Filed Under: General
Posted February 24, 2017
Top 50 GALILEO Searches Last Month - 02/24/2017
Posted February 20, 2017
Tech Tip: Authenticate Using Geographic Location
If you need to log into GALILEO but don’t know your password, you may be able to sign in just by using your geographic location. If you see an “Automatically log in” link, as in the screen capture above, this feature is available to you. Once the link is clicked, it will automatically log you in as the public library system referenced in the link.
This feature is available when the Internet Service Provider the user is accessing has registered its IPs in Georgia. Your auto-authentication link may reference a different library system than where you’re a patron. If you normally log into GALILEO for your K-12 school or academic intuition, you will not have access resources specific to these user communities, but will have access to GPLS specific resources such as Mango Languages. Also, if you have created a My EBSCO Account while logged into your K-12 school or academic institution, those credentials will not work when logged in as your public library. You will need to create another account.
Learn more about this feature by reading our FAQ.
Posted January 30, 2017
GALILEO Resources for Black History Month
Start by entering a person or event associated with African American history in the Discover GALILEO search box. Examples include Martin Luther King, Jr., Rosa Parks, Zora Neale Hurtson, Civil Rights Movement, Selma Montgomery March, Harlem Renaissance, African American arts. You may even want to try “celebrate black history” for articles to help you come up with new ideas.
For a look at the history of African Americans in Georgia, the Digital Library of Georgia offers historical images (Vanishing Georgia in particular), newspapers, and more. You can browse by your county or by subject (such as Peoples and Cultures) to see collections. Several collections of note are “Integrated in All Respects”: Ed Friend’s Highlander Folk School Films and the Politics of Segregation; Community Art in Atlanta, 1977-1987: Jim Alexander’s Photographs of the Neighborhood Arts Center from the Auburn Avenue Research Library; and The Blues, Black Vaudeville, and the Silver Screen, 1912-1930s.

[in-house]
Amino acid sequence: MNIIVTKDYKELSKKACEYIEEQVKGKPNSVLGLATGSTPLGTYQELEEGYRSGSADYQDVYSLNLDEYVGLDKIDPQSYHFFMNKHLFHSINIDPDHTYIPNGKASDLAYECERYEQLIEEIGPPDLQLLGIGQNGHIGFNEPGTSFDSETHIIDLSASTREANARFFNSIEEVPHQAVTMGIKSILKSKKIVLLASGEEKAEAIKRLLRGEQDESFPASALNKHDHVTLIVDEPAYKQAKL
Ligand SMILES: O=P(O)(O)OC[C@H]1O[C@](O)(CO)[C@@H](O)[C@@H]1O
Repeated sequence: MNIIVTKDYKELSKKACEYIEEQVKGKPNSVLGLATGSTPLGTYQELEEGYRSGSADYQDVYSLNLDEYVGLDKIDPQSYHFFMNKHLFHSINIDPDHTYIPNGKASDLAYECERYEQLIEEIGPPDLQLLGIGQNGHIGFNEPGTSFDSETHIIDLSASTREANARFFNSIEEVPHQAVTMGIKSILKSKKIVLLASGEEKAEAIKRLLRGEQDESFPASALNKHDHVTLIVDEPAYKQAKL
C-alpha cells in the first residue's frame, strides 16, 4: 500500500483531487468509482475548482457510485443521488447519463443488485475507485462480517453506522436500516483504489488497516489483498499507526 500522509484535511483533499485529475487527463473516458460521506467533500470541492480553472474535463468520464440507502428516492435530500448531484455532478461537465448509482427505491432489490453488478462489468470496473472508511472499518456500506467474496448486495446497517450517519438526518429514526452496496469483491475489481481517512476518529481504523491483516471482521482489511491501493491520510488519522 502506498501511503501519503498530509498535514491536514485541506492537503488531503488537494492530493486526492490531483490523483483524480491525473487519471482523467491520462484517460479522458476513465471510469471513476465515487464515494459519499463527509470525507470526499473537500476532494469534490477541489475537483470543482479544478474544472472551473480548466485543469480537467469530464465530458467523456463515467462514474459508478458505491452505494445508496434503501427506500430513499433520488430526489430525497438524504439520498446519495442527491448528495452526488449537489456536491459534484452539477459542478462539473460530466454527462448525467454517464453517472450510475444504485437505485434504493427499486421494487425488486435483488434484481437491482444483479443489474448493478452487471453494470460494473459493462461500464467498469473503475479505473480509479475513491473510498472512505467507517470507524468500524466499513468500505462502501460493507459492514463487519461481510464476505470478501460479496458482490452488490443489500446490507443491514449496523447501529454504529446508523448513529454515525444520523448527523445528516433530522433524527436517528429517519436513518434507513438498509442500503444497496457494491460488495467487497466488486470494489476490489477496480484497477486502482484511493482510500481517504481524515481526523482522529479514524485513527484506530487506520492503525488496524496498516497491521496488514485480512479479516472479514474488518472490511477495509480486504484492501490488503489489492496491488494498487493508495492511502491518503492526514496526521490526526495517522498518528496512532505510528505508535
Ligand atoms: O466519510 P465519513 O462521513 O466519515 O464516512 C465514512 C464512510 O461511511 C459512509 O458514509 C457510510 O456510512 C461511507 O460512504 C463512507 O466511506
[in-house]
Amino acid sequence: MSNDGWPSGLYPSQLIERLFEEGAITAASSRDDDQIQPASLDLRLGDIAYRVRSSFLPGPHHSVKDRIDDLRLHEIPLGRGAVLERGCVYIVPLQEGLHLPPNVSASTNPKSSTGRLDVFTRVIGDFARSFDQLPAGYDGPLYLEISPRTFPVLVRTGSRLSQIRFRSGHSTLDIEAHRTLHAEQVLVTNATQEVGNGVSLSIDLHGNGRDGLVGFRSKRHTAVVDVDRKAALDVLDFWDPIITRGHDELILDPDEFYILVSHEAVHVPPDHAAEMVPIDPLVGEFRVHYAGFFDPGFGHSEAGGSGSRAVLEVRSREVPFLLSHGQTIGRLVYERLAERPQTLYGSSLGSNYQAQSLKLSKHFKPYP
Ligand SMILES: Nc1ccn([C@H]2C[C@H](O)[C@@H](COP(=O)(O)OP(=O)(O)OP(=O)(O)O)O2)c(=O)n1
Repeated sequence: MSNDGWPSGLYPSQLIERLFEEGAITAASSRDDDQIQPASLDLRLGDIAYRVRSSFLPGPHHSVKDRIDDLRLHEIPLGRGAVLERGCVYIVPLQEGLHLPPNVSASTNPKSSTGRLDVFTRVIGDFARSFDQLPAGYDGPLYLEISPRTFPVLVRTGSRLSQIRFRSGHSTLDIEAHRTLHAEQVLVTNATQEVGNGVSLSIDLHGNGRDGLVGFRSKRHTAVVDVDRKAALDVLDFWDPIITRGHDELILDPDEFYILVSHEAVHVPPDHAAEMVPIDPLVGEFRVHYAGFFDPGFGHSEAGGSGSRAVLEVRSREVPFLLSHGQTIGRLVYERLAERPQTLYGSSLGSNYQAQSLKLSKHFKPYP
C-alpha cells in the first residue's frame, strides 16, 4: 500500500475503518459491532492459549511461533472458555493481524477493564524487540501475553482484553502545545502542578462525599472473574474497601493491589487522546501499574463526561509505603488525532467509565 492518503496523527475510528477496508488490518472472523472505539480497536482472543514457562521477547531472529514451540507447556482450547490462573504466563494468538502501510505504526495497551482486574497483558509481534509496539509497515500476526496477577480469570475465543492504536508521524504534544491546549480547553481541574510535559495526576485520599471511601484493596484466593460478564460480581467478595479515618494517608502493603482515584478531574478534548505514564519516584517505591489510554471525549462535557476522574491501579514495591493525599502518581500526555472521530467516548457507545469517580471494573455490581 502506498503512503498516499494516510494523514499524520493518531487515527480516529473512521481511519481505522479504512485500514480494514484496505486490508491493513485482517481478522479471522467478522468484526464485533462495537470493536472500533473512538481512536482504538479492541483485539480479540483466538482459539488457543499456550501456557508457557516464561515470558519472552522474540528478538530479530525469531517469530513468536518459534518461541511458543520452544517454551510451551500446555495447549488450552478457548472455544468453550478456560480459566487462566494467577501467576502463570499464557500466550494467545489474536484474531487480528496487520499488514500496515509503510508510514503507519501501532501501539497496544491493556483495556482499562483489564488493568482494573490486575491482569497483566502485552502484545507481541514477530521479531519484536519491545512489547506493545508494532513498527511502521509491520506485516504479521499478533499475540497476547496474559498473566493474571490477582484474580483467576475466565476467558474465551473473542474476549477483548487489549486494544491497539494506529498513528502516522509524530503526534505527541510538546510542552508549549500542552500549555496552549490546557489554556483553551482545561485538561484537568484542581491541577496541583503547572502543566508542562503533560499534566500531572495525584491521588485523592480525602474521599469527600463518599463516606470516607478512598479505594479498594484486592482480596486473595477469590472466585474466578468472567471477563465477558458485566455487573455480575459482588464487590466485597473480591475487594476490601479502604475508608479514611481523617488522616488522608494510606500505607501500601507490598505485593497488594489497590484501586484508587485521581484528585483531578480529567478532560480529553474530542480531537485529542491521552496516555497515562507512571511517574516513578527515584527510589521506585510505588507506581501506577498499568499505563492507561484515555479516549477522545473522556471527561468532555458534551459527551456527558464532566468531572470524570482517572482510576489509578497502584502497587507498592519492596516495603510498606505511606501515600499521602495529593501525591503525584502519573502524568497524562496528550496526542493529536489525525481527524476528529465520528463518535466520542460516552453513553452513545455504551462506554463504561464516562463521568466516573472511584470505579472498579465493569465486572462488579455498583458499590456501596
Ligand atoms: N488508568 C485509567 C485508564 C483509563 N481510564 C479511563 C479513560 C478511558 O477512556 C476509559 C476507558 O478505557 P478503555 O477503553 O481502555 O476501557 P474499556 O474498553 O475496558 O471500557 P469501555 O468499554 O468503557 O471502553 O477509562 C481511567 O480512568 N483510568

For the institutions that purchase it, Encyclopædia Britannica offers authoritative information on famous African Americans and historical events. Don’t miss the spotlight on Black History because Britannica has pulled together a nice collection of biographies, documents, multimedia, a timeline, learning activities, and more.
NoveList Plus and NoveList K-8 Plus offer book recommendations for all ages. Search for African Americans to see books, lists, and articles related to this topic, or check out the Advanced Search where you can limit your search to books written by African American authors (Hint: Leave the search box blank and choose African-American in the Author’s Cultural Identity field to see a list of books by African American authors.). Check out the Teaching with Books section on the right of the main page in NoveList K-8 Plus to see award lists (including the Coretta Scott King Awards), BookTalks, Book Discussion Guides, Picture Book Extenders, and more.
For a closer look at these resources, see the archive of the GALILEO Black History Month Resources webinar.
Some links may not work off site. Log in to GALILEO first for access.
Image of Martin Luther King, Jr. by Julian Wasser from Encyclopædia Britannica
Posted January 13, 2017
Introducing the new GALILEO Toolbar
We are happy to announce that the GALILEO Toolbar has been updated to use the LibX 2.0 platform and is available for Google Chrome and Mozilla Firefox. For those not familiar with the GALILEO Toolbar, it allows you to access GALILEO content easily from your web browser.
Some features include:
- Search for articles across resources using Discover GALILEO
- Link directly to key GALILEO resources, such as ProQuest databases, Mango Languages, SIRS and Encyclopedia Britannica
- Find full-text magazines or journals
- Auto-links ISSN and ISBNs on web pages to easily see if access is available through GALILEO
- Highlight any text on a webpage, including search terms, titles, author names, and standard numbers, and use the right-click menu to search for it
- Updates automatically
To download the GALILEO Toolbar, use the following Express Link or click on the “Get Your GALILEO Toolbar” link on the main GALILEO page under the tutorials link.
For information about how to install, configure, or uninstall the GALILEO Toolbar, see our GALILEO Toolbar FAQs.
Posted September 23, 2016
Happy Birthday, Ray Charles!
Ray Charles was born on this day in 1930 in Albany, Georgia. Charles pioneered the style that came to be known as “soul,” a blend of gospel music, blues, and jazz. He performed for over four decades; however, he may be best known for the song “Georgia on My Mind,” which became the number-one hit of 1960. The song was originally written by Hoagy Carmichael on the same year of Charles’ birth.
Ray Charles was also the first performer inducted into the Georgia Music Hall of Fame in 1979.